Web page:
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Vayetzei(Genesis 28:10-32:3)

Choose To Do

Isaac had given Jacob a blessing that Esau, Jacob's brother, felt should have gone to him. Out of fear that his brother would harm him, Jacob left his parent's home. He went by a well and saw a woman, Rachel, who was there to water her father's flock. And it was....

"... when Jacob saw Rachel… Jacob came forward and rolled the stone off the mouth of the well and watered the sheep..." (Genesis 29:10)


Acts of kindness usually take place when someone makes a request from another person. It could be asking for someone's time, money, opinion, etc. The person being asked could either say yes or no, and if he says yes, then an act of kindness has taken place. This is certainly a praiseworthy act for the person who gave selflessly to someone else in need clearly did a mitzvah, a good deed.

But there's a much higher level that can be attained when doing acts of kindness. There's something you can do that can elevate your good deed into a great deed. This happens when someone anticipates the needs of others and without ever being asked, he simply comes forward. This is what Jacob did for Rachel. When you proactively do a good deed without ever being asked, then it transforms your act of kindness into an entirely new and higher dimension.

Most people are generally good, meaning, they'll usually do acts of kindness for others when asked. If someone needs something and we're able to give it to him without causing much discomfort for ourselves, most people will do it. These are good people doing good things. Some more, and some less.

Jacob, however, teaches us how to become a great person who does great things. Ironically, the act we proactively choose to do will usually be the same one we would do if asked. By acting first, however, it puts the same action on a radically higher level.

It's certainly more difficult to anticipate the needs of others and come forward, but now it becomes a supreme act of kindness because it was offered instead of being asked.

It's also important to know that many people also have a hard time just asking others for help. But they're in just as much need, if not more, as those who more easily ask others for assistance - Coming forward with them is of paramount importance.

So the next time you choose to come forward - and you do so without any provocation - and give someone a kind word, a small loan, or a helping hand, it will be an act equal to what Jacob did for Rachel at the well. And you will have done a great deed.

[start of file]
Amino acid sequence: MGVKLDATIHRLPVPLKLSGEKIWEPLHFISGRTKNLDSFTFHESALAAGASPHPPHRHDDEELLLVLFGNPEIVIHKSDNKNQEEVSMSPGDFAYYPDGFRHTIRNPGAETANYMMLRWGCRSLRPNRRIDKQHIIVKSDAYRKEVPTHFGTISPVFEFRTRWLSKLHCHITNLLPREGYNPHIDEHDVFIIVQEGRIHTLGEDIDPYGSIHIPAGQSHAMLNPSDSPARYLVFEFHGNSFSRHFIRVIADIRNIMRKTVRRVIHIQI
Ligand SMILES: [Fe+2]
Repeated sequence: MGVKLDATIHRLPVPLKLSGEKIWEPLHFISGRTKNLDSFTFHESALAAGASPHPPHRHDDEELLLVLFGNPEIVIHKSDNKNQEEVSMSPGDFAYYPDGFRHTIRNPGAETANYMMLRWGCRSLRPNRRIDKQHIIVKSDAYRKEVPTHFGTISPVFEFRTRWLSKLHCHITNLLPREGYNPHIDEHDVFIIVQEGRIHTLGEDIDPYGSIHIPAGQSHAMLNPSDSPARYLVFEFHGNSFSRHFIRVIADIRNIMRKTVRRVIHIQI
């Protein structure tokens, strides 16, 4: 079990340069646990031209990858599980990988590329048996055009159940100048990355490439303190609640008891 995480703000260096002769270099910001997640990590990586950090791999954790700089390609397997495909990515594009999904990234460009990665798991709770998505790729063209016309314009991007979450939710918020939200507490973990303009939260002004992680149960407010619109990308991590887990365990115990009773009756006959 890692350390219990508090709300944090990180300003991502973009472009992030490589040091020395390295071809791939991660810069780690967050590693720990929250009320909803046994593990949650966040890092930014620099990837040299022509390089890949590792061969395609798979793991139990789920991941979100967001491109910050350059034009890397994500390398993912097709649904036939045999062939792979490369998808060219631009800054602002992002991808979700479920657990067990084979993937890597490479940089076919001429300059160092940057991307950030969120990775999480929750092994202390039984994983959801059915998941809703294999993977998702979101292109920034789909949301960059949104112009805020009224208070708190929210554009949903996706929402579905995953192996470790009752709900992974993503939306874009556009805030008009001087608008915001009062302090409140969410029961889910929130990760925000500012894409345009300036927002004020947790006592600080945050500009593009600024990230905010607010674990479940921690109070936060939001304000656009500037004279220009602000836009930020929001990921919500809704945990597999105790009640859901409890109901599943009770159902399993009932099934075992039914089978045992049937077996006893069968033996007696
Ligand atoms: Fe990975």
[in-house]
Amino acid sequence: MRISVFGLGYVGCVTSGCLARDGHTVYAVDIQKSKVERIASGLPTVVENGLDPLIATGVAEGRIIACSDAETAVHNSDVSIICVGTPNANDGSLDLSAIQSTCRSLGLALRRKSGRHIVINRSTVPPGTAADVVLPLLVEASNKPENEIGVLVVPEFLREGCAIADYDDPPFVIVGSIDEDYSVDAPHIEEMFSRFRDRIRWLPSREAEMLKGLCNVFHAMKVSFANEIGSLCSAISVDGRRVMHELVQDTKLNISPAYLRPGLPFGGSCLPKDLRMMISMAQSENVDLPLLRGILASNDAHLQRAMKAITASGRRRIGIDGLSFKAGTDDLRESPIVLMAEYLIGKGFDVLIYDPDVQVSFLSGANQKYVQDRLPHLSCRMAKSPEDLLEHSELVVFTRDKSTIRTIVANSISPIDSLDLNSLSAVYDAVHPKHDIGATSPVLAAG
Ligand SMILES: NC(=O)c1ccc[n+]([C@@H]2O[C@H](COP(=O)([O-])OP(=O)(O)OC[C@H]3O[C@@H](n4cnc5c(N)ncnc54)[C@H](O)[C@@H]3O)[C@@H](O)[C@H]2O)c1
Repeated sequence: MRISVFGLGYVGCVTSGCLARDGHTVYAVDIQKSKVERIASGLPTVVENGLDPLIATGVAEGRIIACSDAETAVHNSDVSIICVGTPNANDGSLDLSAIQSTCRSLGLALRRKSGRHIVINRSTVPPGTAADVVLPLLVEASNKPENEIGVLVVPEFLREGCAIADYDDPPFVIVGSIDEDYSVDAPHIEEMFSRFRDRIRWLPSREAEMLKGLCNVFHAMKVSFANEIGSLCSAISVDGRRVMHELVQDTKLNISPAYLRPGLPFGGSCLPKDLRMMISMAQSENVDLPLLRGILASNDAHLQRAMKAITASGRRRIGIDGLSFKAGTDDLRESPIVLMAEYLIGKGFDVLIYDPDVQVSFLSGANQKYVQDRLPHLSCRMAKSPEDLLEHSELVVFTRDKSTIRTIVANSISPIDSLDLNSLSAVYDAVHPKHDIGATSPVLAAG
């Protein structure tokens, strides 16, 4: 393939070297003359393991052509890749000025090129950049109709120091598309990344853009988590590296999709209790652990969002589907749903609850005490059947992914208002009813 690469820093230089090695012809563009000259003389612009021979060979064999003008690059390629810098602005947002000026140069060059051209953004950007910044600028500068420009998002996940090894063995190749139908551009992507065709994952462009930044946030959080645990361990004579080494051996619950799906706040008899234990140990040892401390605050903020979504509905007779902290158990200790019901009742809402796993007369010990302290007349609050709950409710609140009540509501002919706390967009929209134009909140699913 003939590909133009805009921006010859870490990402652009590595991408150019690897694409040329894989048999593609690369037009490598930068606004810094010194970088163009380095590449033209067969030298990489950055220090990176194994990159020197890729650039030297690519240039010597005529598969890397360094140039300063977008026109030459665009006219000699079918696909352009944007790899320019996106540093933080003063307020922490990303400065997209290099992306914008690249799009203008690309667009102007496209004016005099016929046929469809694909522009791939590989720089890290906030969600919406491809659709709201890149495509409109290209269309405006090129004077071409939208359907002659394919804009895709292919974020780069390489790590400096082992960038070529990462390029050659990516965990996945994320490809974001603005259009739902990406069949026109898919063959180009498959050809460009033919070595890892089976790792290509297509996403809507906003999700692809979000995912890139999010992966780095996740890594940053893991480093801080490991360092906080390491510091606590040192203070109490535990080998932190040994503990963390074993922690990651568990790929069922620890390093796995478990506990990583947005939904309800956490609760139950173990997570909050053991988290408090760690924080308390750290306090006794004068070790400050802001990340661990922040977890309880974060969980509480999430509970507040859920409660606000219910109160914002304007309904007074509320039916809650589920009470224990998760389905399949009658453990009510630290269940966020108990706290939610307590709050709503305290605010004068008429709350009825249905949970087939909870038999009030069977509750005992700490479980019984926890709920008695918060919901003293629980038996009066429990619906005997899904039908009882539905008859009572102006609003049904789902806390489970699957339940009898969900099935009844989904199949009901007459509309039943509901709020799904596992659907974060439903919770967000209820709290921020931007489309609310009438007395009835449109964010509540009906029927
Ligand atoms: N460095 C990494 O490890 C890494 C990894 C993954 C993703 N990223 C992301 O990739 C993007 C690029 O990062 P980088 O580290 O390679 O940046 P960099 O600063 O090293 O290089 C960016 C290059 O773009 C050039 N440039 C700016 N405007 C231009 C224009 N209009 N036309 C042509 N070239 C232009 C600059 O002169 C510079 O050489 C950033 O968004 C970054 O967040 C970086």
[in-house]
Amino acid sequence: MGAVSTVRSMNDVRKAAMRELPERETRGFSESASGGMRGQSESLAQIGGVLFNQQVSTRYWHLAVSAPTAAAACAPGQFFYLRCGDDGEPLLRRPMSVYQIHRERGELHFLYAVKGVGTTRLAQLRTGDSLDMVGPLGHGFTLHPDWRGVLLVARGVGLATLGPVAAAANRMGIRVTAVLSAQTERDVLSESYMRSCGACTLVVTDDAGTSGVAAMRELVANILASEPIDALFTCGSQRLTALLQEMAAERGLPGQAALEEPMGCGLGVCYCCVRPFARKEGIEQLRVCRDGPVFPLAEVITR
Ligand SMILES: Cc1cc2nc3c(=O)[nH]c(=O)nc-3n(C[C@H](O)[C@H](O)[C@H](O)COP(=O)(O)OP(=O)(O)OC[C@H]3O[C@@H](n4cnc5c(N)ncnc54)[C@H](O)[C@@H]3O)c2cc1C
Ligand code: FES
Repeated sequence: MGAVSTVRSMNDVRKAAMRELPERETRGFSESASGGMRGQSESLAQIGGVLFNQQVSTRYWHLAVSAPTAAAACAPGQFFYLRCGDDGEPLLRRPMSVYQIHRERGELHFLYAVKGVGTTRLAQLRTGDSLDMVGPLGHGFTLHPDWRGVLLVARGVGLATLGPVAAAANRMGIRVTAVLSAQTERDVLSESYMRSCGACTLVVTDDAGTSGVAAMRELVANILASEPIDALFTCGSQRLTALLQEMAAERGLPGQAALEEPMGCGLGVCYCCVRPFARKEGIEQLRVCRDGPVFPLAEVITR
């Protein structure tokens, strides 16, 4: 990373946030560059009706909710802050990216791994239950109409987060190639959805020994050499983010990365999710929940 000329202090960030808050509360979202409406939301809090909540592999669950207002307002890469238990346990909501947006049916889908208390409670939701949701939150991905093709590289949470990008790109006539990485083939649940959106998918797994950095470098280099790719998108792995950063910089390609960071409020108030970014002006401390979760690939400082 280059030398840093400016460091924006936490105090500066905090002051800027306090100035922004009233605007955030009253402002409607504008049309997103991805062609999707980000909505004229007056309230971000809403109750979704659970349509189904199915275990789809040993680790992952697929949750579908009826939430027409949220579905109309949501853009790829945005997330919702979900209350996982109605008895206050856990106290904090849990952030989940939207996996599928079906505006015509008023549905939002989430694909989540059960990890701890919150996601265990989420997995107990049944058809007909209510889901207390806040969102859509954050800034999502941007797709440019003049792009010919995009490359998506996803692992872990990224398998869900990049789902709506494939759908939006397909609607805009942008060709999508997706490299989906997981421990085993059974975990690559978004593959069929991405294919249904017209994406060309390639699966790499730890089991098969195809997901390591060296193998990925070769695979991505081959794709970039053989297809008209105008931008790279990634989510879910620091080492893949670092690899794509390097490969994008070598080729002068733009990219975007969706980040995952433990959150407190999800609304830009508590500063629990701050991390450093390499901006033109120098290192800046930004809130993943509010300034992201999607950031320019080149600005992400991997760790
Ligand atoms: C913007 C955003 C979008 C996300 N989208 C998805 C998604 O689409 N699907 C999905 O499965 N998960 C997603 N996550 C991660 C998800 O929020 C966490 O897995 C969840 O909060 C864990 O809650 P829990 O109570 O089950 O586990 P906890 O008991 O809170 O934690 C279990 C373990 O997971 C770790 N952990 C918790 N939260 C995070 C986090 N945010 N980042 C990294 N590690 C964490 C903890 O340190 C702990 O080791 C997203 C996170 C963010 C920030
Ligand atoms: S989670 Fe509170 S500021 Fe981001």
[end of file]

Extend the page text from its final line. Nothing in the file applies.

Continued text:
December 3, 2005

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Visitor Comments: 6

(6) Anonymous, December 6, 2016 11:22 AM

Excellent article and very well written! Thanks for posting!

(5) G Carter, November 20, 2015 4:05 PM

Thanks for the teaching

Surely, need this. I am doing my best to learn to trust and not doubt when people come and asked for a helping hand. It also allow me to know of being tested. "Just do it" and trust that Hashem has you cover.

(4) Anonymous, November 20, 2015 12:20 PM

Great article! Thanks for posting!

(3) Anonymous, November 24, 2014 7:39 PM


This is great! Thank you so much for posting it! And thank G-d for Torah, Judaism, and those who help spread His word, like you :-)

(2) jay schiffres, November 24, 2012 12:40 PM

Be Careful What You Do

I enjoyed this commentary. However, lets look another way. Jacob moved the rock and the water flowed but what if Rachel was embarrassed by this act of kindness? Humiliated? And what of Jacob's motives? Could it be that he was attracted to Rachel? That he moved the Rock for his own motive ie. a date.. We may perceive others needing help. We act. Our act backfires.Take Iraq. We preceived that the people needed our military intervention. We later find out that there are no weapons of mass destruction but we continue the battle because we perceive that the people desires to rid itself of a tyrant. However, many of Iraq's population desired to stay with a mad man. Did the proactive gesture cause more pain to the people we thought we were helping.? How about motive? Was it oil?Thousands if not hundreds of thousands of people died because we acted proactively. Simply put, if your going to do a great mitzvah, examine your reasons, if you have time, then go or not go forward. citizens of Iraq, died for our act of kindness. Or what about the old man who seems to have difficulty crossing the street. We act proactively and help him across. What if this person valued his indepence more then being helped? It could humiliate him. Clearly, we try to act out of pure motives but the act are not always pure. While the pretty Rachel could have been Issac's motive-he could also have been acting out of guilt for misleading his brother. The upshot is that Jacob remains estranged from Esau perhaps for more years then were necessary. We are only human.

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